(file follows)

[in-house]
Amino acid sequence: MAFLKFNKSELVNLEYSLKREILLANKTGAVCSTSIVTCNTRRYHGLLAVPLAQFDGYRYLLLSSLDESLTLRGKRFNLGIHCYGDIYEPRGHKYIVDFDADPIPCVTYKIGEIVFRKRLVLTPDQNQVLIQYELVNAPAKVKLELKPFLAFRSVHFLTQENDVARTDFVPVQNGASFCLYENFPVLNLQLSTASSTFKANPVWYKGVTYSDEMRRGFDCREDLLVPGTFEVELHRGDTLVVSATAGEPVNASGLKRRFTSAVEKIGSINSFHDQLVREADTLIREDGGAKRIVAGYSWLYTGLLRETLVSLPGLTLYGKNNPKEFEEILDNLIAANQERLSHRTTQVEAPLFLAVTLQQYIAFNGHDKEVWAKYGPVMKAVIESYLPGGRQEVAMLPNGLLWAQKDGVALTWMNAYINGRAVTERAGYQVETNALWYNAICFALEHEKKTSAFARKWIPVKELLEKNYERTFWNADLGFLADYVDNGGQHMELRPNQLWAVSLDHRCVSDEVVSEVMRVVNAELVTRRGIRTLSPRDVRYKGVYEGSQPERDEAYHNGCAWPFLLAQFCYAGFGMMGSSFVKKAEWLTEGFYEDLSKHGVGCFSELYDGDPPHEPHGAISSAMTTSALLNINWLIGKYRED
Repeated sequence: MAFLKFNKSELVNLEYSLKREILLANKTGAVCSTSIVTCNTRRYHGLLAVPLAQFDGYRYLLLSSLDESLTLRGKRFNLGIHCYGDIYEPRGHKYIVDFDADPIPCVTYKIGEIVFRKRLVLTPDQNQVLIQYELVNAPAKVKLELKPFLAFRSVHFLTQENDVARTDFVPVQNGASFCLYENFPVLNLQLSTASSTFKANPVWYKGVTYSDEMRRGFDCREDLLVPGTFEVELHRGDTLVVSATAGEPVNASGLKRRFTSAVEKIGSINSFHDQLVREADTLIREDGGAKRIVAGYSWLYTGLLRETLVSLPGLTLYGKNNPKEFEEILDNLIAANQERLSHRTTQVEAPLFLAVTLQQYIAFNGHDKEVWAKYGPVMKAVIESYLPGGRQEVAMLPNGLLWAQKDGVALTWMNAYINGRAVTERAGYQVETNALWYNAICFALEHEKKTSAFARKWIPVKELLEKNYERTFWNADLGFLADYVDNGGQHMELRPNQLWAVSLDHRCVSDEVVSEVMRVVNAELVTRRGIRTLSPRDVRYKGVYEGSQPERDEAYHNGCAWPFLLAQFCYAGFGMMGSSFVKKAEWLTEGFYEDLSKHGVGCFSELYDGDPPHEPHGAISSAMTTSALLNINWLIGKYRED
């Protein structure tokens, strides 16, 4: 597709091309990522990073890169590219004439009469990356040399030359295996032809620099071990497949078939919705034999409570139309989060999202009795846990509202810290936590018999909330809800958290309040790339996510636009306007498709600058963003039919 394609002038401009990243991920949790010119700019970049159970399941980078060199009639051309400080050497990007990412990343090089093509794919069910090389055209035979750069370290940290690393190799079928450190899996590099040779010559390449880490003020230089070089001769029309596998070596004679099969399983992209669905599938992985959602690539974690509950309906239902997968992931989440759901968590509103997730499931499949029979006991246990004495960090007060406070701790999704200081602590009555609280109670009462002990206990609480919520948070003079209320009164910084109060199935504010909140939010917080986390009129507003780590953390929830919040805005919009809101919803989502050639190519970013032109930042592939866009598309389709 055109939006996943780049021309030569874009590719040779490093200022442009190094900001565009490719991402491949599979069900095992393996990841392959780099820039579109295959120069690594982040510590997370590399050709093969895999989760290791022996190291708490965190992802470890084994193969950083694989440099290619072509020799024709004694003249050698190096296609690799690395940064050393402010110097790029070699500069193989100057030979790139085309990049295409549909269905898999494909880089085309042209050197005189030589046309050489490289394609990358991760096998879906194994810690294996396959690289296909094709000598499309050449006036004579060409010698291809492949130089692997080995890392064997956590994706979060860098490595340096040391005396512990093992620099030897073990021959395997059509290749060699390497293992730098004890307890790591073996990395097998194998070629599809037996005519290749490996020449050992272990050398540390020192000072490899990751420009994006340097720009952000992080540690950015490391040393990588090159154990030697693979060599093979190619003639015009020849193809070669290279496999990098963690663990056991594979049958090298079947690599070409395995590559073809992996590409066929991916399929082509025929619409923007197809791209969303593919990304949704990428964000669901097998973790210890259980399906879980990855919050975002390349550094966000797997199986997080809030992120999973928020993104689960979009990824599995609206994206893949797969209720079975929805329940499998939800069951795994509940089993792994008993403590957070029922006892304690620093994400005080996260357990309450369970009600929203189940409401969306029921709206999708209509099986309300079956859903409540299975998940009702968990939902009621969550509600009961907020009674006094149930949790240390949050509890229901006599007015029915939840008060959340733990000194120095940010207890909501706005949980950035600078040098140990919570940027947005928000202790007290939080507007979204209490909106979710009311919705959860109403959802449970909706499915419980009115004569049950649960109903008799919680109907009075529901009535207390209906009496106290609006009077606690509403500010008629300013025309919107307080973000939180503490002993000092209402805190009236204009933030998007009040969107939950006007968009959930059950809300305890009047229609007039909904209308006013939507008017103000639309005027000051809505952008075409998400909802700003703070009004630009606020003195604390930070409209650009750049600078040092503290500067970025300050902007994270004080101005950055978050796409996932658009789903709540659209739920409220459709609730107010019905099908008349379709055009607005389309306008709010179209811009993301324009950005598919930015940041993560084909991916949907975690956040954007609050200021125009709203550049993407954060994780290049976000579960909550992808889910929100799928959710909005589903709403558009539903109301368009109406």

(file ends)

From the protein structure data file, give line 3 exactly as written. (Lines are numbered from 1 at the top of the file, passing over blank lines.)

Repeated sequence: MAFLKFNKSELVNLEYSLKREILLANKTGAVCSTSIVTCNTRRYHGLLAVPLAQFDGYRYLLLSSLDESLTLRGKRFNLGIHCYGDIYEPRGHKYIVDFDADPIPCVTYKIGEIVFRKRLVLTPDQNQVLIQYELVNAPAKVKLELKPFLAFRSVHFLTQENDVARTDFVPVQNGASFCLYENFPVLNLQLSTASSTFKANPVWYKGVTYSDEMRRGFDCREDLLVPGTFEVELHRGDTLVVSATAGEPVNASGLKRRFTSAVEKIGSINSFHDQLVREADTLIREDGGAKRIVAGYSWLYTGLLRETLVSLPGLTLYGKNNPKEFEEILDNLIAANQERLSHRTTQVEAPLFLAVTLQQYIAFNGHDKEVWAKYGPVMKAVIESYLPGGRQEVAMLPNGLLWAQKDGVALTWMNAYINGRAVTERAGYQVETNALWYNAICFALEHEKKTSAFARKWIPVKELLEKNYERTFWNADLGFLADYVDNGGQHMELRPNQLWAVSLDHRCVSDEVVSEVMRVVNAELVTRRGIRTLSPRDVRYKGVYEGSQPERDEAYHNGCAWPFLLAQFCYAGFGMMGSSFVKKAEWLTEGFYEDLSKHGVGCFSELYDGDPPHEPHGAISSAMTTSALLNINWLIGKYRED